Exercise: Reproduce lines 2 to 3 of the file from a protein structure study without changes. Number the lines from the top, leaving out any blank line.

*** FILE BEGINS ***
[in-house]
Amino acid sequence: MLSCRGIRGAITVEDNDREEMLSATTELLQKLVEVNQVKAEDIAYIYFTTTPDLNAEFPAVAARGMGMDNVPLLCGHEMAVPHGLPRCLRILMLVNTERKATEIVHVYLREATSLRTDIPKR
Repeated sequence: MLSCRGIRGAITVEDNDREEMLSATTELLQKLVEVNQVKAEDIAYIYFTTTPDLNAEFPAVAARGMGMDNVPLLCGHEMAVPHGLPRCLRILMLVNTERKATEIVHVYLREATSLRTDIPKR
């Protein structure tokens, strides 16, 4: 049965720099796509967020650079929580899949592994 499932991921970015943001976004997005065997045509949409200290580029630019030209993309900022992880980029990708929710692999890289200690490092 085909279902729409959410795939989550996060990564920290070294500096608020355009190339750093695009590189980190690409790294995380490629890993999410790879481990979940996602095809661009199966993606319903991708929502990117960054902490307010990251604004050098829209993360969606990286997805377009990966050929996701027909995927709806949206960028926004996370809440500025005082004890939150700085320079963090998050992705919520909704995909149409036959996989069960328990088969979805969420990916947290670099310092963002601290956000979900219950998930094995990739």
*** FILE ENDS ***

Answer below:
Amino acid sequence: MLSCRGIRGAITVEDNDREEMLSATTELLQKLVEVNQVKAEDIAYIYFTTTPDLNAEFPAVAARGMGMDNVPLLCGHEMAVPHGLPRCLRILMLVNTERKATEIVHVYLREATSLRTDIPKR
Repeated sequence: MLSCRGIRGAITVEDNDREEMLSATTELLQKLVEVNQVKAEDIAYIYFTTTPDLNAEFPAVAARGMGMDNVPLLCGHEMAVPHGLPRCLRILMLVNTERKATEIVHVYLREATSLRTDIPKR